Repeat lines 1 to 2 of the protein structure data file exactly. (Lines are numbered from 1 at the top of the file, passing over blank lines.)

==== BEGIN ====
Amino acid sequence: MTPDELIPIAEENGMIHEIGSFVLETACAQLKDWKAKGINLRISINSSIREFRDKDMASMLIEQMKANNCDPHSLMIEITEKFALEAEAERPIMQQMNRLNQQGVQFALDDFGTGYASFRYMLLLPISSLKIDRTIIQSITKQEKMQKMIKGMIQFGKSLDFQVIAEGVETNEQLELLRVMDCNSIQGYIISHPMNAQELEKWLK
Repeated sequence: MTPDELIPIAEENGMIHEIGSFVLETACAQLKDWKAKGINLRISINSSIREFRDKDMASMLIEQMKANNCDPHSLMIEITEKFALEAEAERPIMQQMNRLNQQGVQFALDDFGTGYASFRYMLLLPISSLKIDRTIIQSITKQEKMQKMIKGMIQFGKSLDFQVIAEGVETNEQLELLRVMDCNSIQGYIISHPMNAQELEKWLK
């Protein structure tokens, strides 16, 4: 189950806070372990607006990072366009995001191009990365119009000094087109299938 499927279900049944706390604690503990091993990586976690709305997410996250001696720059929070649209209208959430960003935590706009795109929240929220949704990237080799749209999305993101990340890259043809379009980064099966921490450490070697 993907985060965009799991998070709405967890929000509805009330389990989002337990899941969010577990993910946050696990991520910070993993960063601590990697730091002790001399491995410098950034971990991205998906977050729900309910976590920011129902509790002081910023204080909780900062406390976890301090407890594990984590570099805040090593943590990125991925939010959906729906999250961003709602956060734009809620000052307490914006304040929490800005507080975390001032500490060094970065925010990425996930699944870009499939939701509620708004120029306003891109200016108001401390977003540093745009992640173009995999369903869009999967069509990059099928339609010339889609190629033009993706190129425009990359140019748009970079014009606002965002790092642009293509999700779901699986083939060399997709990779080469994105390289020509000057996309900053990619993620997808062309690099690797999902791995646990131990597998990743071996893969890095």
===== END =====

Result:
Amino acid sequence: MTPDELIPIAEENGMIHEIGSFVLETACAQLKDWKAKGINLRISINSSIREFRDKDMASMLIEQMKANNCDPHSLMIEITEKFALEAEAERPIMQQMNRLNQQGVQFALDDFGTGYASFRYMLLLPISSLKIDRTIIQSITKQEKMQKMIKGMIQFGKSLDFQVIAEGVETNEQLELLRVMDCNSIQGYIISHPMNAQELEKWLK
Repeated sequence: MTPDELIPIAEENGMIHEIGSFVLETACAQLKDWKAKGINLRISINSSIREFRDKDMASMLIEQMKANNCDPHSLMIEITEKFALEAEAERPIMQQMNRLNQQGVQFALDDFGTGYASFRYMLLLPISSLKIDRTIIQSITKQEKMQKMIKGMIQFGKSLDFQVIAEGVETNEQLELLRVMDCNSIQGYIISHPMNAQELEKWLK